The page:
The context, of course, is the coronavirus pandemic and all that is now ensuing from it. On the upside, as most economies recover from Covid-19 restrictions, demand across most industries is at minimum growing and, in many cases, surging to near record levels. Long may that prevail and those economies, still severely blighted by the virus, begin to climb the recovery curve.
Where it all starts unravelling is the supply side, for virtually every manufacturing sector, including fasteners. Where to start? Steelmaking raw materials; availability and cost of any grade of steel, and many other metals? Global container freight availability and cost? Workforce availability? Constrictive trade measures?
Global steel capacity has simply not kept pace with the upsurge in demand.With the exception of China, steel capacity was definitely slow to return online from widespread shutdowns when Covid-19 first struck. While there have been questions about whether the steel industry hung back in order to push up prices, there are unquestionably structural reasons for the lag. Shutting down a blast furnace is complex enough, restarting takes far more time and effort.
It’s also a prerequisite that demand will be sufficient to sustain a 24/7 production process. Actually, world crude steel output in Q1 2021 increased to 487Mt, some 10% higher than the same period 2020, and Q1 2020 output was virtually unchanged year-on-year1 – so there has been real output growth. However, that growth is imbalanced. Asian output has increased 13% in Q1 2021 and that primarily means China. European Union output increased 3.7% year-on-year, but North American output declined by more than 5%. Global demand, though, continues to outstrip supply, with consequent rampant price escalation. More damaging in many respects are lead times that initially more than quadrupled and now extend well beyond that, if indeed availability exists at all.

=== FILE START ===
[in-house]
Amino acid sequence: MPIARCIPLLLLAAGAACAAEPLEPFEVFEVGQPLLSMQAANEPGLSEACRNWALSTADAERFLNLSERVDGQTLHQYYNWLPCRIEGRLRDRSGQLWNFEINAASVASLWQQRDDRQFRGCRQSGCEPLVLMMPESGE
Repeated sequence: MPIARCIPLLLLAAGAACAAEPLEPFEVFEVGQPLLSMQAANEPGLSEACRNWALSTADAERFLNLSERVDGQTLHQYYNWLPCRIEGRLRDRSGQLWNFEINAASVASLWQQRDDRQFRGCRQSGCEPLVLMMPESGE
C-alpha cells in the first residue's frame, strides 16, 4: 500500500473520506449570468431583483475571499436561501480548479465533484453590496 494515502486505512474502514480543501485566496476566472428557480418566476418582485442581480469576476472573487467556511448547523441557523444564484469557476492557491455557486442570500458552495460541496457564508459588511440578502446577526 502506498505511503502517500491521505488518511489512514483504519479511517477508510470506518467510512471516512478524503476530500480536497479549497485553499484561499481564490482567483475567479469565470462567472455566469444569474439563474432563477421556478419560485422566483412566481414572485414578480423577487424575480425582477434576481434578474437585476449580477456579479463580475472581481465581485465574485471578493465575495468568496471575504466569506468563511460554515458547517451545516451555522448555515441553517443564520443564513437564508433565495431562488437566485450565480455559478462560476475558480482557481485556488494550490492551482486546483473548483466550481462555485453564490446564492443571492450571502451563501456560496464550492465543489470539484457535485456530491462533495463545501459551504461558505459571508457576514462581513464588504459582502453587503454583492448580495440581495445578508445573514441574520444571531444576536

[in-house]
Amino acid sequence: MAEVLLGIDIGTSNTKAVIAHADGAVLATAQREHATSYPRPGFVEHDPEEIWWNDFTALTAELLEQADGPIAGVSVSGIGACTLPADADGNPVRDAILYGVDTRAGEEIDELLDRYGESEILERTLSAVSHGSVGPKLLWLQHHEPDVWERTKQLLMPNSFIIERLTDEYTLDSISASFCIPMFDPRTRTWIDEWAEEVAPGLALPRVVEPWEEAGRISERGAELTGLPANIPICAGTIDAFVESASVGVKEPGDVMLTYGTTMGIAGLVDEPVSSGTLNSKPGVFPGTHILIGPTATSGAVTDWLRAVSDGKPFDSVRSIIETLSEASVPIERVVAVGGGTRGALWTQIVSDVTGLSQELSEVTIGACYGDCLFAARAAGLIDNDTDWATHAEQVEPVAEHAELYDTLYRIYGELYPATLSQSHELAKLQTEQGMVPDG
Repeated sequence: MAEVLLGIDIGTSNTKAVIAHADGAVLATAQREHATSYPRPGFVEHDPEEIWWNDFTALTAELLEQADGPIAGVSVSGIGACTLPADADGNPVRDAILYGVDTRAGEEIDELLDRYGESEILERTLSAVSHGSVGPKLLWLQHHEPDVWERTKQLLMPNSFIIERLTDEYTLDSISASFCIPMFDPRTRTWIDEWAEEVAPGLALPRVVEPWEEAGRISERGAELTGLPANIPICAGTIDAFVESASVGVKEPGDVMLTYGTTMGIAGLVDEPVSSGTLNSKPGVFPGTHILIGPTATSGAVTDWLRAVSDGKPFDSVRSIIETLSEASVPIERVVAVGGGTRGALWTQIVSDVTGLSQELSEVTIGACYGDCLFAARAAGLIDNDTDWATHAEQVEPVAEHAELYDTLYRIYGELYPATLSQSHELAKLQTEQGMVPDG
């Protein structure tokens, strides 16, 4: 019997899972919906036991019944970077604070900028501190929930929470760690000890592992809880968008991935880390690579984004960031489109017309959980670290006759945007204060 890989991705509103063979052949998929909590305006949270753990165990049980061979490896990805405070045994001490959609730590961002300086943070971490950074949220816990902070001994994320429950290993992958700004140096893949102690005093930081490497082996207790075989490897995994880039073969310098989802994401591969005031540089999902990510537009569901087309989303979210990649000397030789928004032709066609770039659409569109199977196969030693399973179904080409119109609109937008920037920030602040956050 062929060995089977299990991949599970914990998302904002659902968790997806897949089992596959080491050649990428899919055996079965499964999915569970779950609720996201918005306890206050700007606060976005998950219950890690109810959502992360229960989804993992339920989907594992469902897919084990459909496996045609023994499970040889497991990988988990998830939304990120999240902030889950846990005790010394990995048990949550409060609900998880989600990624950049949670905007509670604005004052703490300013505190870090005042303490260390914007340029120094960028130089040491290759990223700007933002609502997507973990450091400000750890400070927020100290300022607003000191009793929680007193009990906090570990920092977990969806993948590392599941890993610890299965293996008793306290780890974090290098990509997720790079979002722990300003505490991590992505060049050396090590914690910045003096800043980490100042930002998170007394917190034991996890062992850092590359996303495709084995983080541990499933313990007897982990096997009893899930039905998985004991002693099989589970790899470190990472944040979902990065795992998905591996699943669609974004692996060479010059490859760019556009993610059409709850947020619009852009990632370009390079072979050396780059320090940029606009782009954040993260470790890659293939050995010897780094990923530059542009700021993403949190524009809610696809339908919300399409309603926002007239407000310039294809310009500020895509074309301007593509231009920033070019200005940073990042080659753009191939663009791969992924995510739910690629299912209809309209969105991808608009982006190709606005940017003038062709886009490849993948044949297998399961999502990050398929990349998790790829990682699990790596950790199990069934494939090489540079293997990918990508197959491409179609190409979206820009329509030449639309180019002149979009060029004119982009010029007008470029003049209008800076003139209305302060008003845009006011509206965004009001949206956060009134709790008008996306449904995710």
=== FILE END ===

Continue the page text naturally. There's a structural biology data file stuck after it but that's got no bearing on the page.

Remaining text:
As steel production ramps up, the costs of input materials are also surging to record highs. As this is written, iron ore costs have surpassed 2011 record levels and are nudging US$200/tonne. Coking coal costs have similarly escalated, as have those for scrap.
Many fastener factories across the world are simply declining to accept orders at any price, even from regular, major customers, because they are unable to secure wire. Where orders are being accepted, quoted production lead times in Asia are typically eight to ten months, although we’ve heard some instances of more than a year.
Another increasingly reported factor, is shortages of production personnel. In some countries that is a consequence of continued coronavirus outbreaks and/or restrictions, with India almost certainly the worst hit. However, even in countries with blessedly low infection levels, for example Taiwan, factories cannot hire enough labour, skilled or otherwise, to meet increased demand. Talking of Taiwan, anyone following news of the global shortages of semi-conductors, will also know that country is suffering unprecedented drought conditions currently, impacting the whole spectrum of manufacturing.